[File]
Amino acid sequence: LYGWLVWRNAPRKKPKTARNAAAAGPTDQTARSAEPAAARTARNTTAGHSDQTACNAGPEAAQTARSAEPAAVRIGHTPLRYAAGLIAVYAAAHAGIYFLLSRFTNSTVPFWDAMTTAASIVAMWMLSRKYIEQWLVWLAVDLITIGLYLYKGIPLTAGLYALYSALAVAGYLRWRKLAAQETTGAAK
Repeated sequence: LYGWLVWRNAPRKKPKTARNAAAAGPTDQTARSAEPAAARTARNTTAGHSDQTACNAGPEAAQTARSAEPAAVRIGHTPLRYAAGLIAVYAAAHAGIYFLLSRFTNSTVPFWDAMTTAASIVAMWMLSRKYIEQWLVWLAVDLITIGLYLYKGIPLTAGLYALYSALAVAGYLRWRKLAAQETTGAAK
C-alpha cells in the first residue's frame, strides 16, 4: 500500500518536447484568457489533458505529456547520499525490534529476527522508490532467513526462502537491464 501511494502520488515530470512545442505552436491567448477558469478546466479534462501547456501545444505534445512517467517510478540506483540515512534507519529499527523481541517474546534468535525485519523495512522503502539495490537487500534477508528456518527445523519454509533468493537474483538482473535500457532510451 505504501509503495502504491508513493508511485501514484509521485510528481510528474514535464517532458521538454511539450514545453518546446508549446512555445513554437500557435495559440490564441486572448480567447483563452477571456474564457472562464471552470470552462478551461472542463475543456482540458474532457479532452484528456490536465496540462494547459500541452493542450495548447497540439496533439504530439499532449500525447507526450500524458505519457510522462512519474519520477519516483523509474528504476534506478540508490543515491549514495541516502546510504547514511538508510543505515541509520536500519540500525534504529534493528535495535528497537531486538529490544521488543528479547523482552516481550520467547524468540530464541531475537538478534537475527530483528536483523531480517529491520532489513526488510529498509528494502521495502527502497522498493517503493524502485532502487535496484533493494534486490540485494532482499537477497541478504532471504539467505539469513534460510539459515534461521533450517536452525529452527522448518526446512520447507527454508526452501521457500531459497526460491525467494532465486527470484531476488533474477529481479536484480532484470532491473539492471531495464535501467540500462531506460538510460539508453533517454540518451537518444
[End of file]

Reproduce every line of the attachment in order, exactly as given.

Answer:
Amino acid sequence: LYGWLVWRNAPRKKPKTARNAAAAGPTDQTARSAEPAAARTARNTTAGHSDQTACNAGPEAAQTARSAEPAAVRIGHTPLRYAAGLIAVYAAAHAGIYFLLSRFTNSTVPFWDAMTTAASIVAMWMLSRKYIEQWLVWLAVDLITIGLYLYKGIPLTAGLYALYSALAVAGYLRWRKLAAQETTGAAK
Repeated sequence: LYGWLVWRNAPRKKPKTARNAAAAGPTDQTARSAEPAAARTARNTTAGHSDQTACNAGPEAAQTARSAEPAAVRIGHTPLRYAAGLIAVYAAAHAGIYFLLSRFTNSTVPFWDAMTTAASIVAMWMLSRKYIEQWLVWLAVDLITIGLYLYKGIPLTAGLYALYSALAVAGYLRWRKLAAQETTGAAK
C-alpha cells in the first residue's frame, strides 16, 4: 500500500518536447484568457489533458505529456547520499525490534529476527522508490532467513526462502537491464 501511494502520488515530470512545442505552436491567448477558469478546466479534462501547456501545444505534445512517467517510478540506483540515512534507519529499527523481541517474546534468535525485519523495512522503502539495490537487500534477508528456518527445523519454509533468493537474483538482473535500457532510451 505504501509503495502504491508513493508511485501514484509521485510528481510528474514535464517532458521538454511539450514545453518546446508549446512555445513554437500557435495559440490564441486572448480567447483563452477571456474564457472562464471552470470552462478551461472542463475543456482540458474532457479532452484528456490536465496540462494547459500541452493542450495548447497540439496533439504530439499532449500525447507526450500524458505519457510522462512519474519520477519516483523509474528504476534506478540508490543515491549514495541516502546510504547514511538508510543505515541509520536500519540500525534504529534493528535495535528497537531486538529490544521488543528479547523482552516481550520467547524468540530464541531475537538478534537475527530483528536483523531480517529491520532489513526488510529498509528494502521495502527502497522498493517503493524502485532502487535496484533493494534486490540485494532482499537477497541478504532471504539467505539469513534460510539459515534461521533450517536452525529452527522448518526446512520447507527454508526452501521457500531459497526460491525467494532465486527470484531476488533474477529481479536484480532484470532491473539492471531495464535501467540500462531506460538510460539508453533517454540518451537518444